This week, I've been in conversation with many clergy people, both in person and via the internet. There seems to have been a theme running through many of these conversations:
"Where were the people last Sunday?"
This is often quickly followed by the next hand-wringing question:
"What can we do to get people to come to church?"
Now, never mind that last Sunday was Mother's Day, and, in Tallahassee, at least, it was a beautiful sunny day, and most moms in this day and age want to get an extra hour of sleep rather than schlep children to church. But the fact that women who are married with children didn't come out in droves to church is cause to bring back the tired topic of, "Why are people not going to church?"
There are lots of books out there to help priests and pastors figure out how to fill their pews. I see articles posted on listserves with ideas and helpful hints, or what one chuch has done in its local context to draw all kinds of people into the sanctuary. But, usually, the articles are just more hand-wringing. For those who draw a paycheck from the church, I imagine this all-consuming topic is based upon the fear that if people stop coming to church on Sunday, then, perhaps, it's a sign that their job is becoming obsolete. And nobody wants to face the prosepect of losing a job in this economy.
Again, I'm reminded of how amazing it is that I have encountered this conversation in so many places during this week where we are, in the church calendar, suspended between the jaw-dropping moment of Christ's ascension to be seated at the right-hand of God, and the mighty fiery wind of the grand entry of the Holy Spirit blowing into our lives to keep us on our toes for next half of the year. They call these next several weeks "Ordinary Season." (I'm still wondering what's so "ordinary" if you are tuned in and paying attention to what's going on around you.) Anyway, here we are in this in-between time, and everyone seems to be spinning in circles about "the numbers." Did the collect not talk about "Do not leave us comfortless..."? How quickly we are thrown into a tizzy because a bunch of women of child-bearing age didn't show up to church!
So many of these discussions I see as totally fruitless and pointless and ignoring the fact that there were people in church who may, or may not, be mothers. And my attitude, as one not dependent on the church giving me an income, is, "Was God blessed and praised? Did the people who were there hear the Good News and did they taste and see that God is good?" If the answer to those two questions is, "Yes," then there is no reason to keep chasing the imaginary tail of where were all the missing moms. Furthermore, if we're so concerned with knowing why people don't come to church on any particular Sunday, shouldn't we be looking to see what their needs are rather than assuming that we, the Church, know what's good for them and it's us? Not only is that an arrogant attitude; it's the product of an ego-driven approach to spirituality. The ego will want the individual to believe that somehow, he or she has "the answer" for other people instead of listening to the other people and meeting them where they are, not where we think they ought to be.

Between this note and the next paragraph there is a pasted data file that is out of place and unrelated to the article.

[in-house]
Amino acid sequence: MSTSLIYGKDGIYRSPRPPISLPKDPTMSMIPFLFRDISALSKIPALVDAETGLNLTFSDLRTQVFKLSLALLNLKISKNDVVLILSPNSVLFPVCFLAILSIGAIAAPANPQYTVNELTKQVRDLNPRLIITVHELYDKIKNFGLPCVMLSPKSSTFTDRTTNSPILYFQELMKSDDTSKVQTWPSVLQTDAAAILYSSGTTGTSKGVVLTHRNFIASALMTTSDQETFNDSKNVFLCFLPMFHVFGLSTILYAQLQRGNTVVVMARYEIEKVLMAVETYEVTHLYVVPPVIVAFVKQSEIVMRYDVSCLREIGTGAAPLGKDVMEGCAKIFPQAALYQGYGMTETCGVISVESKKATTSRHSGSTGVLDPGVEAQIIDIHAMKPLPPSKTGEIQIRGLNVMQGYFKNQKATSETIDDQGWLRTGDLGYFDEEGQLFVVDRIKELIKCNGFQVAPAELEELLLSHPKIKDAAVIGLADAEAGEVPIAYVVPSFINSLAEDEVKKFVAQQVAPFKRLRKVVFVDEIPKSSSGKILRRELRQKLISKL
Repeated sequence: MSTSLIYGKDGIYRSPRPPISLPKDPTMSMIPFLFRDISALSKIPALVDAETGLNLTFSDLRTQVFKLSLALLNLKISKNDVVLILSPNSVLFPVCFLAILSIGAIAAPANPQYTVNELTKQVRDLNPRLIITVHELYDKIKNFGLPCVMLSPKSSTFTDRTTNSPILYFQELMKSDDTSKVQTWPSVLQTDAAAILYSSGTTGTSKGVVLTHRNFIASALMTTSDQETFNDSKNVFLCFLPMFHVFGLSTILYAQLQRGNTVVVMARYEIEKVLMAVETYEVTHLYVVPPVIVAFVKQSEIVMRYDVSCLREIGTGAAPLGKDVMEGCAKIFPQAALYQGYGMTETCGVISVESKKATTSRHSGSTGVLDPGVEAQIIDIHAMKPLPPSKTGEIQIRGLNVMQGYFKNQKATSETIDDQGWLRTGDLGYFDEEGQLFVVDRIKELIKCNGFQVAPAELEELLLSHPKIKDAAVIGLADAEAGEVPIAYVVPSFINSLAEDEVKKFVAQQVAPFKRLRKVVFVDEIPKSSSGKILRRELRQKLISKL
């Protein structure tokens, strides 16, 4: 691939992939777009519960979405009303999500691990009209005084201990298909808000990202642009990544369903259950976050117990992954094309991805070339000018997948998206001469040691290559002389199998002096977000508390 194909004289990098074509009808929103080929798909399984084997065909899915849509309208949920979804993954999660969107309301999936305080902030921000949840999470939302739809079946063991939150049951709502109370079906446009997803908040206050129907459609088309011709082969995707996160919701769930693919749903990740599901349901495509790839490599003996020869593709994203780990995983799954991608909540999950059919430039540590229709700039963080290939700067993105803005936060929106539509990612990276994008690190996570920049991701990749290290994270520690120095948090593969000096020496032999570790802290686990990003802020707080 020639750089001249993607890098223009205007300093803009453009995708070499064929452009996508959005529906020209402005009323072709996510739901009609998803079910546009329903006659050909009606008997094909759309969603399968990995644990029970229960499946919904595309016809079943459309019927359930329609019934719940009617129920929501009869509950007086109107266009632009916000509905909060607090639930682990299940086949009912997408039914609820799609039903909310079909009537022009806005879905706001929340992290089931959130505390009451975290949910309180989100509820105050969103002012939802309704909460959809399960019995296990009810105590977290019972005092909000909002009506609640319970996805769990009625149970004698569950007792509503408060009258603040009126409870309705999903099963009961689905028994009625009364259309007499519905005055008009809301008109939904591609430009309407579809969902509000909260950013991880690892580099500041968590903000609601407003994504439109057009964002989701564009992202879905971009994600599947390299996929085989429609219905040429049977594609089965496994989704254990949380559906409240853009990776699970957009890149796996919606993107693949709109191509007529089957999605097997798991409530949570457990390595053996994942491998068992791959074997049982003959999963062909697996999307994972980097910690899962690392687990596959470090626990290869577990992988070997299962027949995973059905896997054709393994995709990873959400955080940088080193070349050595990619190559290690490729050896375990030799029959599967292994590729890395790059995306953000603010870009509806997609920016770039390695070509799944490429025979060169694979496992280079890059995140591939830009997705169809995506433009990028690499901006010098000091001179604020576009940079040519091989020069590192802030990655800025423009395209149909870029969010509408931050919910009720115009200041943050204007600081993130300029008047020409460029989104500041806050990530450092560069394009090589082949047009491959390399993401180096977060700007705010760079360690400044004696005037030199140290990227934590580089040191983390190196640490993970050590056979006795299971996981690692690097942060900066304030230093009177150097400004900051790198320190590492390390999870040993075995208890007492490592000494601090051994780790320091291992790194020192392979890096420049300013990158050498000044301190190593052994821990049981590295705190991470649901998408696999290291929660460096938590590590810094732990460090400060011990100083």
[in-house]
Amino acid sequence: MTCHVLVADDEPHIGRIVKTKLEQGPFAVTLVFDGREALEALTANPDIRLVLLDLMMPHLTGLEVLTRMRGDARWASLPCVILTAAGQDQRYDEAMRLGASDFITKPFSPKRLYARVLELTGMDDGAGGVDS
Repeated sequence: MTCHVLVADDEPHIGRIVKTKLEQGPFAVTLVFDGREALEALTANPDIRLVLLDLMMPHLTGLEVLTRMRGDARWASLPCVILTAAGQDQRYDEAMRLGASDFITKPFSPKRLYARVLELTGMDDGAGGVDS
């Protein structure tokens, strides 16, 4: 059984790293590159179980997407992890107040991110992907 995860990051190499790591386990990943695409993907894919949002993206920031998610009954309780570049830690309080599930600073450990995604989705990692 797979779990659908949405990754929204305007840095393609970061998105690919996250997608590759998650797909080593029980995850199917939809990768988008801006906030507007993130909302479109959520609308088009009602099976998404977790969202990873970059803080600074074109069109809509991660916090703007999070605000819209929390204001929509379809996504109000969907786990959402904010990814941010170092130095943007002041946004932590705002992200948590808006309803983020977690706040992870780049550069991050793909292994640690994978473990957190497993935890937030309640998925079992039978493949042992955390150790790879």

All of this comes to the point of what I see as the big deal this Pentecost. We need the Holy Spirit to blow its fire into our world and consume our egos and our fears. Quit looking for gimmicks to get people to come through the door as if some human-based endeavor is going to make someone want to come listen to platitudes that have nothing to do with their every day lives. All the re-imagining and re-engineering and cure-all books out there mean nothing if those who are preaching and receiving the Word still believe that they somehow are responsible for God's working God's purpose out. The one and only job, as I see it, for a priest at the Sunday service is to do the work of being the maitre d'; the chef, who is the host of the meal, will provide the food for thought, and the inner change in the heart of the individual.
I know for me, I feel myself preparing to enter into the furnace as the Spirit continues its work of forging and forming and shaping me for the next steps in this journey. The Alchemist has been pounding out the rough edges, and is in the process of adding some new contours to this work-in-progress that is me. Just as the leadership of the churches needs to let go of the ego and allow the flames of Pentecost to burn up their fears, so, too, must I surrender to trusting that the fire will refine me, but not destroy me. Burn, baby, burn.